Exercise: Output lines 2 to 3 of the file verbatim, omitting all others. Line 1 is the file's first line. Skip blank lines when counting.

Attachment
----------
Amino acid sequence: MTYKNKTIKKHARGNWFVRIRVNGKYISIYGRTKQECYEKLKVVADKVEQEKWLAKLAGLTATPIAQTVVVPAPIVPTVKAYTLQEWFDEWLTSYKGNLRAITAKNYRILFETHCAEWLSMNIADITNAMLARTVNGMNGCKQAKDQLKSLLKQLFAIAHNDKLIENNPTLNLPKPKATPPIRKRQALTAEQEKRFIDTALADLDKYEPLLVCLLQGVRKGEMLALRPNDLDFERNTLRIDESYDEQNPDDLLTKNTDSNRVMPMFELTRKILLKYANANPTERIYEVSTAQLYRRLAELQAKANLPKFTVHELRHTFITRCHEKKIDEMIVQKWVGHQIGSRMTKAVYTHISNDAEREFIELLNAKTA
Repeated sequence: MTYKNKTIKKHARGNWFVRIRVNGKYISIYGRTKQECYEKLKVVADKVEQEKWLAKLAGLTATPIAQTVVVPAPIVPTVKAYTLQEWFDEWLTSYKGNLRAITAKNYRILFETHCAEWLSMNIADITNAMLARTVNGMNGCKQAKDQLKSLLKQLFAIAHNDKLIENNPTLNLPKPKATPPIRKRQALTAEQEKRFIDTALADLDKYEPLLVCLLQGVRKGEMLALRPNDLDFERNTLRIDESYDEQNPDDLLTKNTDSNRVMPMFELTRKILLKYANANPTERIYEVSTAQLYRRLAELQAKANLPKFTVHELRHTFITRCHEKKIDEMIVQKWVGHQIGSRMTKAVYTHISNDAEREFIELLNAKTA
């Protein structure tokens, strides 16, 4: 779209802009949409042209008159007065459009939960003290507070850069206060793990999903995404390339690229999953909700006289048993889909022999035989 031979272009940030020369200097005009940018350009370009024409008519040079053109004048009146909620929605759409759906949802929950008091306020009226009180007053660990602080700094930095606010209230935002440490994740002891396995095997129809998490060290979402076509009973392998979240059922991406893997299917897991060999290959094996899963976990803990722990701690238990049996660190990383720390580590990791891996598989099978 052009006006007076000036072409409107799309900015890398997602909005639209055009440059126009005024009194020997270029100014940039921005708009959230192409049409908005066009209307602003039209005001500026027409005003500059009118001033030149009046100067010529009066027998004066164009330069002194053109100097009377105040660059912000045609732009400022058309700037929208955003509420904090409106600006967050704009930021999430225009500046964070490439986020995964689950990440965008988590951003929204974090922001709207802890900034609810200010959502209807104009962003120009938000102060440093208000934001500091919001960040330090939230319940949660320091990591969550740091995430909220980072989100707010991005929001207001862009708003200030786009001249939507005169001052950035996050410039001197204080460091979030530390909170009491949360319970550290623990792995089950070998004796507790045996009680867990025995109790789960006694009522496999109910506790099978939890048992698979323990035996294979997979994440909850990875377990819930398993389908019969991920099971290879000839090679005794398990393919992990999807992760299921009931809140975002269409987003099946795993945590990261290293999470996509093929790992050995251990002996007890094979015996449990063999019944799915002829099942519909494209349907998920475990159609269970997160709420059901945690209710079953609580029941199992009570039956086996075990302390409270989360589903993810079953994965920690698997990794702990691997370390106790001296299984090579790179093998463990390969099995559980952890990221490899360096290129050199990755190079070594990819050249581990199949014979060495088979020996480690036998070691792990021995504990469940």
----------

Repeated sequence: MTYKNKTIKKHARGNWFVRIRVNGKYISIYGRTKQECYEKLKVVADKVEQEKWLAKLAGLTATPIAQTVVVPAPIVPTVKAYTLQEWFDEWLTSYKGNLRAITAKNYRILFETHCAEWLSMNIADITNAMLARTVNGMNGCKQAKDQLKSLLKQLFAIAHNDKLIENNPTLNLPKPKATPPIRKRQALTAEQEKRFIDTALADLDKYEPLLVCLLQGVRKGEMLALRPNDLDFERNTLRIDESYDEQNPDDLLTKNTDSNRVMPMFELTRKILLKYANANPTERIYEVSTAQLYRRLAELQAKANLPKFTVHELRHTFITRCHEKKIDEMIVQKWVGHQIGSRMTKAVYTHISNDAEREFIELLNAKTA
């Protein structure tokens, strides 16, 4: 779209802009949409042209008159007065459009939960003290507070850069206060793990999903995404390339690229999953909700006289048993889909022999035989 031979272009940030020369200097005009940018350009370009024409008519040079053109004048009146909620929605759409759906949802929950008091306020009226009180007053660990602080700094930095606010209230935002440490994740002891396995095997129809998490060290979402076509009973392998979240059922991406893997299917897991060999290959094996899963976990803990722990701690238990049996660190990383720390580590990791891996598989099978 052009006006007076000036072409409107799309900015890398997602909005639209055009440059126009005024009194020997270029100014940039921005708009959230192409049409908005066009209307602003039209005001500026027409005003500059009118001033030149009046100067010529009066027998004066164009330069002194053109100097009377105040660059912000045609732009400022058309700037929208955003509420904090409106600006967050704009930021999430225009500046964070490439986020995964689950990440965008988590951003929204974090922001709207802890900034609810200010959502209807104009962003120009938000102060440093208000934001500091919001960040330090939230319940949660320091990591969550740091995430909220980072989100707010991005929001207001862009708003200030786009001249939507005169001052950035996050410039001197204080460091979030530390909170009491949360319970550290623990792995089950070998004796507790045996009680867990025995109790789960006694009522496999109910506790099978939890048992698979323990035996294979997979994440909850990875377990819930398993389908019969991920099971290879000839090679005794398990393919992990999807992760299921009931809140975002269409987003099946795993945590990261290293999470996509093929790992050995251990002996007890094979015996449990063999019944799915002829099942519909494209349907998920475990159609269970997160709420059901945690209710079953609580029941199992009570039956086996075990302390409270989360589903993810079953994965920690698997990794702990691997370390106790001296299984090579790179093998463990390969099995559980952890990221490899360096290129050199990755190079070594990819050249581990199949014979060495088979020996480690036998070691792990021995504990469940």